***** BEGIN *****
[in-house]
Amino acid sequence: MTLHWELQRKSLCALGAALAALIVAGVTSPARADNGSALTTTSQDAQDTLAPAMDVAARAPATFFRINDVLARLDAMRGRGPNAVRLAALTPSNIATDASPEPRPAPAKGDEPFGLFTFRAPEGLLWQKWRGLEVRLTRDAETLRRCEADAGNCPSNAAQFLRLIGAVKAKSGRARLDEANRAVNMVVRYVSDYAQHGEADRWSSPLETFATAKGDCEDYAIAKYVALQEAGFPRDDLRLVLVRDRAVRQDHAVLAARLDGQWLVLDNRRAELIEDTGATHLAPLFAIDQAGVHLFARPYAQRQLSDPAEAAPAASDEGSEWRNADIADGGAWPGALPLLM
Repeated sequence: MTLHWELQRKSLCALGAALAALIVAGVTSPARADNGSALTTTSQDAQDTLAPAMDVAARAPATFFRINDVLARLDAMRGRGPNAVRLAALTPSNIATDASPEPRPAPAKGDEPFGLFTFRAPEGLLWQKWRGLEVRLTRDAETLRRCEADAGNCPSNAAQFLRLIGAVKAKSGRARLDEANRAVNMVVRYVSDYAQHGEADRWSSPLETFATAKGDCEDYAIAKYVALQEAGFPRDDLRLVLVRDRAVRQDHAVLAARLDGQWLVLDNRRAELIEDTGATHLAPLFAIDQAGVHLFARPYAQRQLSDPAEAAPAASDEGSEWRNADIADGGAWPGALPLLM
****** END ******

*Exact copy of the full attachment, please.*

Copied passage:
[in-house]
Amino acid sequence: MTLHWELQRKSLCALGAALAALIVAGVTSPARADNGSALTTTSQDAQDTLAPAMDVAARAPATFFRINDVLARLDAMRGRGPNAVRLAALTPSNIATDASPEPRPAPAKGDEPFGLFTFRAPEGLLWQKWRGLEVRLTRDAETLRRCEADAGNCPSNAAQFLRLIGAVKAKSGRARLDEANRAVNMVVRYVSDYAQHGEADRWSSPLETFATAKGDCEDYAIAKYVALQEAGFPRDDLRLVLVRDRAVRQDHAVLAARLDGQWLVLDNRRAELIEDTGATHLAPLFAIDQAGVHLFARPYAQRQLSDPAEAAPAASDEGSEWRNADIADGGAWPGALPLLM
Repeated sequence: MTLHWELQRKSLCALGAALAALIVAGVTSPARADNGSALTTTSQDAQDTLAPAMDVAARAPATFFRINDVLARLDAMRGRGPNAVRLAALTPSNIATDASPEPRPAPAKGDEPFGLFTFRAPEGLLWQKWRGLEVRLTRDAETLRRCEADAGNCPSNAAQFLRLIGAVKAKSGRARLDEANRAVNMVVRYVSDYAQHGEADRWSSPLETFATAKGDCEDYAIAKYVALQEAGFPRDDLRLVLVRDRAVRQDHAVLAARLDGQWLVLDNRRAELIEDTGATHLAPLFAIDQAGVHLFARPYAQRQLSDPAEAAPAASDEGSEWRNADIADGGAWPGALPLLM